Omnichannel fulfillment has always been a challenge for retailers and its complexity is only growing. Covid-19 changed our world and retailers have faced renewed difficulty maintaining an attractive assortment and stock availability, balancing online orders with weaker demand in some store locations. The resulting imperative has been a logistics shift to fill web orders from stores as well as web fulfillment centers to optimize cost and speed to customer — all while operating within capacity constraints. As a result, the consumer behavior changes brought about by Covid have triggered new retail operational efficiencies. Smart retailers now have an opportunity to optimize fulfillment and increase productivity in the process.
Initial Investments Offer Untapped Opportunity
In the desire to meet customer expectations, retailers across verticals have incorporated a combination of BOPIS, BORIS, self-managed fulfillment, 3PL, drop shipping, and pickup outlets with tech systems that enable these offerings. Most retailers have made – or are in the process of making – significant investments in enhancing their web presence and order management systems (OMS).
Implementing these innovations, however, is just the first step. While web order routing happens in an OMS, most retailers have older systems and processes for core functions like assortment, allocation, replenishment and pricing. These legacy systems are typically not optimized and often incapable of responding to the more complex sales scenarios that are part of the present-day retailing landscape. The fact is that many systems and processes associated with the supply chain require significant changes and updating, and retailers must implement them constrained by human and financial resources.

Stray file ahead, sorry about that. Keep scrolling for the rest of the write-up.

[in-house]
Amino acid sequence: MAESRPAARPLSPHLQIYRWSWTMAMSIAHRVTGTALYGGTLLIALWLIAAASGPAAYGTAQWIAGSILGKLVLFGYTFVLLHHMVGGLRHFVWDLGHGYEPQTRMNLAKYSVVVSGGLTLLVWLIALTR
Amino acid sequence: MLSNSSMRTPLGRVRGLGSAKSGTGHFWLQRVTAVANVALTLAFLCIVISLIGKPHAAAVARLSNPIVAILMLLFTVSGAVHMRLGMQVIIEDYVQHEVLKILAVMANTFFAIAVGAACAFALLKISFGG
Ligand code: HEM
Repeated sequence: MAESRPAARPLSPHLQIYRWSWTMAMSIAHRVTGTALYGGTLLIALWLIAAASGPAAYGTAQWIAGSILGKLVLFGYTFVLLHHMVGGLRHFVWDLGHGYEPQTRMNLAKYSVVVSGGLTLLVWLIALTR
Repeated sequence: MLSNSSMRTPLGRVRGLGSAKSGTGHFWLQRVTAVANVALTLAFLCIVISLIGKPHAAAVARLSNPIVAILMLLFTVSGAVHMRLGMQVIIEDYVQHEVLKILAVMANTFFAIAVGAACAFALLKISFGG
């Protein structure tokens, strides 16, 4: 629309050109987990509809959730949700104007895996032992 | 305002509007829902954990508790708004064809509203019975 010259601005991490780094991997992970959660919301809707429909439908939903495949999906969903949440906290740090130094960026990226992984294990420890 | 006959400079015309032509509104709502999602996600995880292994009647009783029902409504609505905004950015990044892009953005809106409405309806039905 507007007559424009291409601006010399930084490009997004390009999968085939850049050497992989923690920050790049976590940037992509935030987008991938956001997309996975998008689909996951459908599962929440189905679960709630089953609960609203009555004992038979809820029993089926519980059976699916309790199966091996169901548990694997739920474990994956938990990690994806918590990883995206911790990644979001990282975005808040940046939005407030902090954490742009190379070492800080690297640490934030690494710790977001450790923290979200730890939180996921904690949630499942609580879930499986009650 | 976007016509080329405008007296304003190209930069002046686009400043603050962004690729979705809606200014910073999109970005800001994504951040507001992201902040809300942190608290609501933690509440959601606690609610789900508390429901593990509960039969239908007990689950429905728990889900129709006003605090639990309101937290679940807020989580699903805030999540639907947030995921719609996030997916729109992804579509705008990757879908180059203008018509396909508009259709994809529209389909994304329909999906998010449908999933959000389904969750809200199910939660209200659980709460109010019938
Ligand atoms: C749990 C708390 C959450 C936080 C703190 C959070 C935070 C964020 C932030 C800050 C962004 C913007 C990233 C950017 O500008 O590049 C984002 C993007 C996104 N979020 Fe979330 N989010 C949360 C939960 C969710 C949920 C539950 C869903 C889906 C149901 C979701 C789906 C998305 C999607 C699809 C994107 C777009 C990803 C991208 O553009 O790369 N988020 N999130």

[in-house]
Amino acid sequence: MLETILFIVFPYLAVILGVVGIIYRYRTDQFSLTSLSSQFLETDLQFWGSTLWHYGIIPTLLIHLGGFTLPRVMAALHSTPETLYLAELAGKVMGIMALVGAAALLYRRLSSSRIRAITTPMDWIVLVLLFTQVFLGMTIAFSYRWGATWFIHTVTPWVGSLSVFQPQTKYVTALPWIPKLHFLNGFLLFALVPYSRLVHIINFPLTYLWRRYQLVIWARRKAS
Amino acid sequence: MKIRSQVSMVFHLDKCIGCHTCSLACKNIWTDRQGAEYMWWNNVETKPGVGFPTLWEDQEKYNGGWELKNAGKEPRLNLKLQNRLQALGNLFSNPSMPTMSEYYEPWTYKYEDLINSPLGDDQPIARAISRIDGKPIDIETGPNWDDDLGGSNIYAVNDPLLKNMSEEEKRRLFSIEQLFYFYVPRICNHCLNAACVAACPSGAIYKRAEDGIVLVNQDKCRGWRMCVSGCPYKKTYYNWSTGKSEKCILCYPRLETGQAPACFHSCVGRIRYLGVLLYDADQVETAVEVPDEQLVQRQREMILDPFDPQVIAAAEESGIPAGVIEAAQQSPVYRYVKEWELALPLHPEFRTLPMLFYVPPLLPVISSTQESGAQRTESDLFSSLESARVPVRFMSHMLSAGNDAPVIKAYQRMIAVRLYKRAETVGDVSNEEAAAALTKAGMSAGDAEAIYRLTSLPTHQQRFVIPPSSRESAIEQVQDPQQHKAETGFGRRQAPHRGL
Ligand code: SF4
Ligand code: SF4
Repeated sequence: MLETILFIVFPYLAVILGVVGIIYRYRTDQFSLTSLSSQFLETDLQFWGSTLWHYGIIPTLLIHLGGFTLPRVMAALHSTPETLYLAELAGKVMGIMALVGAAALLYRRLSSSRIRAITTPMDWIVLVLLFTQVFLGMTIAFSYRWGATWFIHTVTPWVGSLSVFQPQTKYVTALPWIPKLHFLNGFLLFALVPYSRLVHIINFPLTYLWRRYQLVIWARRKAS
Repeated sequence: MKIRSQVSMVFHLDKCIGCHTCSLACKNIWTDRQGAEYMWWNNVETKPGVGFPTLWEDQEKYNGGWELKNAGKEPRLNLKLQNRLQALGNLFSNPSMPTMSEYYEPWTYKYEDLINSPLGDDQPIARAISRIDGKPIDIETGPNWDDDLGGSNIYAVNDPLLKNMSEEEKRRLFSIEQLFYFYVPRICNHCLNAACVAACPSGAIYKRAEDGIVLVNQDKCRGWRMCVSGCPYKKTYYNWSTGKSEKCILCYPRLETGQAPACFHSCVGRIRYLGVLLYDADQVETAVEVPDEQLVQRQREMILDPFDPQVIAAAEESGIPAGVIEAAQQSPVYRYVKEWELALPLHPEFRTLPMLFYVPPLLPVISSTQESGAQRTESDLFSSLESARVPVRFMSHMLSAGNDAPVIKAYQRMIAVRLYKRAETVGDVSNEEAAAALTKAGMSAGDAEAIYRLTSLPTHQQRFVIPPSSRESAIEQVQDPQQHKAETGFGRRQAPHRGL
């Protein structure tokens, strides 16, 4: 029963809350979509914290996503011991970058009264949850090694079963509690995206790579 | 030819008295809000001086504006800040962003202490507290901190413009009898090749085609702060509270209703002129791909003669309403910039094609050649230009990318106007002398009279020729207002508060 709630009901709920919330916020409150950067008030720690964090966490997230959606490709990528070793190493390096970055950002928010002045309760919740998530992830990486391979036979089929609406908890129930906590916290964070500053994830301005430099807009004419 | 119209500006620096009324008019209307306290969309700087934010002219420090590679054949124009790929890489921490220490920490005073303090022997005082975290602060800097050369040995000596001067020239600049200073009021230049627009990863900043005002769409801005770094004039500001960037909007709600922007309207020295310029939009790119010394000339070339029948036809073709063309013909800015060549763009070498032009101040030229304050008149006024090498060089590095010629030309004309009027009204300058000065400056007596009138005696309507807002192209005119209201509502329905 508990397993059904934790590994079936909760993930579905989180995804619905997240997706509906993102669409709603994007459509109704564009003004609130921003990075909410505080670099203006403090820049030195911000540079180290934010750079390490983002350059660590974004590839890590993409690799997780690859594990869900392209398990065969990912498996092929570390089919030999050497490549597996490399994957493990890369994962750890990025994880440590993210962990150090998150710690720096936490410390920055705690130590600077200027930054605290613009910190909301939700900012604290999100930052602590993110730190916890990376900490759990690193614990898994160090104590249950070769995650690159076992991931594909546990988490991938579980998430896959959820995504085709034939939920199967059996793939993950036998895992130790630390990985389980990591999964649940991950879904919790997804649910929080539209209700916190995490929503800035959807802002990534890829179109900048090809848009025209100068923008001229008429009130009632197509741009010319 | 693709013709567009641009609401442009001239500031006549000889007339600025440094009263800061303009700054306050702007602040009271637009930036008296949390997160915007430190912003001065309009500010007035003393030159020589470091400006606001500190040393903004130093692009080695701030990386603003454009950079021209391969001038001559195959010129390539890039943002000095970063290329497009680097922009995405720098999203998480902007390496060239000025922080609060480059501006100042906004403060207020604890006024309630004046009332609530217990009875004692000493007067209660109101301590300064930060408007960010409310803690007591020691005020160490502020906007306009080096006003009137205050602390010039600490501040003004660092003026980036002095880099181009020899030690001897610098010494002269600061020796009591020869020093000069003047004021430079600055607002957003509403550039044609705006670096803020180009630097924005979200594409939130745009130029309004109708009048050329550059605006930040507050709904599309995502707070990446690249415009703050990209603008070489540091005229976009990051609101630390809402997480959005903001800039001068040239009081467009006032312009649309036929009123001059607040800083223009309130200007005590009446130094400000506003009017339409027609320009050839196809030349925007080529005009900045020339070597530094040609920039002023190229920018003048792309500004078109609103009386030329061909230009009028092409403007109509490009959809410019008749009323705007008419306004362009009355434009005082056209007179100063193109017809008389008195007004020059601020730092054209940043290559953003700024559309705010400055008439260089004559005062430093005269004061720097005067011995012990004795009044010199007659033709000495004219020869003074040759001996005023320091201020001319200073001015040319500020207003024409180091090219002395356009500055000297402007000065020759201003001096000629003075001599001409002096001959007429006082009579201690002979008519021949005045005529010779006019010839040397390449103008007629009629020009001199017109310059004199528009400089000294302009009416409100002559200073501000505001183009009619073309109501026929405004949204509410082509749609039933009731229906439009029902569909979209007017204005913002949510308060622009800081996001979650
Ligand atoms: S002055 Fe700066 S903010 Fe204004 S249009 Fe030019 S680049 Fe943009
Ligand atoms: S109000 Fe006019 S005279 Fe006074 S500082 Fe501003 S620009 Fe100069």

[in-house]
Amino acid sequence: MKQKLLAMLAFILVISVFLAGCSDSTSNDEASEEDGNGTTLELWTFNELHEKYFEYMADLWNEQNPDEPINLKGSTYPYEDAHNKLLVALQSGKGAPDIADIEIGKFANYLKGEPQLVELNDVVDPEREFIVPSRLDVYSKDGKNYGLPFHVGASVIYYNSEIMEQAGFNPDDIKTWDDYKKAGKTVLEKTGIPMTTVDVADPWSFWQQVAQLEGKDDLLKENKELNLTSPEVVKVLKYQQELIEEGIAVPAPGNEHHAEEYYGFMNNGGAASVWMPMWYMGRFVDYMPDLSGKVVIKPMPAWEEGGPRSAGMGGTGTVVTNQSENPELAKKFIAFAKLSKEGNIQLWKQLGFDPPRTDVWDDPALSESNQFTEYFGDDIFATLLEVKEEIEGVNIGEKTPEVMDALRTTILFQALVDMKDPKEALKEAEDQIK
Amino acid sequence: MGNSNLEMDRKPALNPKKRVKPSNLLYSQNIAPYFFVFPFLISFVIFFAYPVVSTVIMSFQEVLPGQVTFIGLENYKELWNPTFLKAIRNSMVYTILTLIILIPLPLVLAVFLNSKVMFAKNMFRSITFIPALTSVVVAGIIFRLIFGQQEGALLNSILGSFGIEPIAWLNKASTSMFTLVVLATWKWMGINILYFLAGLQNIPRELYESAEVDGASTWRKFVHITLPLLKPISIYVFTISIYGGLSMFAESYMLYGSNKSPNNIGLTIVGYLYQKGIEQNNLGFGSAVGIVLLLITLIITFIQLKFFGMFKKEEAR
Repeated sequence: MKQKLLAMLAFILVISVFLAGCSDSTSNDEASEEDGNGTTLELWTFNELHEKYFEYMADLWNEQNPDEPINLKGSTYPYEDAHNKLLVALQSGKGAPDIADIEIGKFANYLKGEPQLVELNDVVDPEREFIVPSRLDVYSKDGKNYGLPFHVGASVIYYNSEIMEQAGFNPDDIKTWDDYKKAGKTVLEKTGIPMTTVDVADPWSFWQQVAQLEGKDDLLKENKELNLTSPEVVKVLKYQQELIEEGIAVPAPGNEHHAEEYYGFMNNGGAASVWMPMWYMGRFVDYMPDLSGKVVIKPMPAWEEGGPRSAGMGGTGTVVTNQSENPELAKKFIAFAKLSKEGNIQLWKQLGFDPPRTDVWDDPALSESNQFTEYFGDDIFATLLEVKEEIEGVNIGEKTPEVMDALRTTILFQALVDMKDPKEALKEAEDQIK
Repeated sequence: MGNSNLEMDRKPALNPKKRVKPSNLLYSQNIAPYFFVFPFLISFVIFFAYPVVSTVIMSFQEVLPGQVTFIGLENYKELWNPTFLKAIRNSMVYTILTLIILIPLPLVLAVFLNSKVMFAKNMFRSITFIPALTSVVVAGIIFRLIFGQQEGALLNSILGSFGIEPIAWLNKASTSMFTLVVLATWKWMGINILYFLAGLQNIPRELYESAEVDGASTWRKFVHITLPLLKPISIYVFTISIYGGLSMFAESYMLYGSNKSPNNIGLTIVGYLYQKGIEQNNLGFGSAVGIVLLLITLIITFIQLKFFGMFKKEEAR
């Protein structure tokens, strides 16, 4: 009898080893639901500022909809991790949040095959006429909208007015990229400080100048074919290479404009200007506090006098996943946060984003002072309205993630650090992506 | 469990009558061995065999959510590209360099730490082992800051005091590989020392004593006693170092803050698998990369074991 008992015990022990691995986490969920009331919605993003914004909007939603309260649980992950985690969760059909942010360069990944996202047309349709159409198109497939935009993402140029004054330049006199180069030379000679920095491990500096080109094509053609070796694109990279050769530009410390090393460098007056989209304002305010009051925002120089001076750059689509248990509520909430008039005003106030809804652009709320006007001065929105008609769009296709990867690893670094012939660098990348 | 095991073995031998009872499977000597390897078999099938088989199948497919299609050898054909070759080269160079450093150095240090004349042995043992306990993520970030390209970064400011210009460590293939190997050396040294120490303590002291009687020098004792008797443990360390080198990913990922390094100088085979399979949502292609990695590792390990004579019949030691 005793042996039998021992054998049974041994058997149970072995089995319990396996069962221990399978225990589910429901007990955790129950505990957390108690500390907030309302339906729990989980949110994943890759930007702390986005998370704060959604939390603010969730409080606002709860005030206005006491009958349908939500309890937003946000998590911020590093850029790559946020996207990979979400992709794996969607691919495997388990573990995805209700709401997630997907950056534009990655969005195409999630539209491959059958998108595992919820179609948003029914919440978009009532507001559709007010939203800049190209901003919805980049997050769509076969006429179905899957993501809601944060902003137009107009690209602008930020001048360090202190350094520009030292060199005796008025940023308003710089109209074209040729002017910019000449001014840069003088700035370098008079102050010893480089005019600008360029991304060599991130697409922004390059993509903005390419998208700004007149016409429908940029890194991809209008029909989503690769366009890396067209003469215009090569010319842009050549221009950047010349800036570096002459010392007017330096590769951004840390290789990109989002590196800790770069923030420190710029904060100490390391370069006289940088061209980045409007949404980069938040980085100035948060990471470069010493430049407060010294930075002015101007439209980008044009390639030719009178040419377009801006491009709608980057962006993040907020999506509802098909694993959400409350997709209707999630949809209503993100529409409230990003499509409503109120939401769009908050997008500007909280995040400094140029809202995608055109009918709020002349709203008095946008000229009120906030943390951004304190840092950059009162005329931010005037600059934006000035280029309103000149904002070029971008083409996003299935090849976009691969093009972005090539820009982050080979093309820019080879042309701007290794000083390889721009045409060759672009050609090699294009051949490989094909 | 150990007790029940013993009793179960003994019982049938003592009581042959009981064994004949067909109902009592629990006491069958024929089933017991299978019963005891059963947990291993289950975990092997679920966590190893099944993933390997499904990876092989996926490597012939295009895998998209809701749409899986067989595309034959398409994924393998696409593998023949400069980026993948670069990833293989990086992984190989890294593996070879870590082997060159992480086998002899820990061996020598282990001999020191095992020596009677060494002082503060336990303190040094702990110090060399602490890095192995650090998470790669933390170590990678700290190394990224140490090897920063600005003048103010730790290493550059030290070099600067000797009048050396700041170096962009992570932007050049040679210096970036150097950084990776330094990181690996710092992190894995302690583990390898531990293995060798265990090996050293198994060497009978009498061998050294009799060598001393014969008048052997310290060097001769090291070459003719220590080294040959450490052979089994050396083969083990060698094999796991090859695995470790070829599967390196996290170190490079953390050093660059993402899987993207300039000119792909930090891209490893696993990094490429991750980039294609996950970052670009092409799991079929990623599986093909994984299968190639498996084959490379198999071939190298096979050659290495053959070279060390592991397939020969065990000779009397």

Order Fulfillment Challenges Post-Covid
The order fulfillment supply chain consists of web fulfillment centers, designated hub stores and regular stores. Designated hub stores are designed to hold extra stock for geographic proximity, often with limited fulfillment capacities. Brick-and-mortar stores that are not hub stores can be tapped for their proximity to the customer and to opportunistically minimize MDs. Managing these touchpoints can be complicated and failures in routing orders in the OMS can have a disastrous impact.
From the consumer’s perspective, they don’t care where their online purchases come from and expect inventory in store when they want it. From the store’s viewpoint, stock needs to be fulfilled seamlessly either in store or for web fulfillment routed to a particular store. Therefore, stocking levels need to meet two different demand streams, a fulfillment process that has not been the case in the past.
As always, distribution centers (DCs) need to supply the web fulfillment centers, hub stores and regular stores. In addition to the demand complexities across the two channels, retailers also face supply challenges.
- Prepacks minimize handling when supplying the stores but are not ideal for web-fulfillment needs.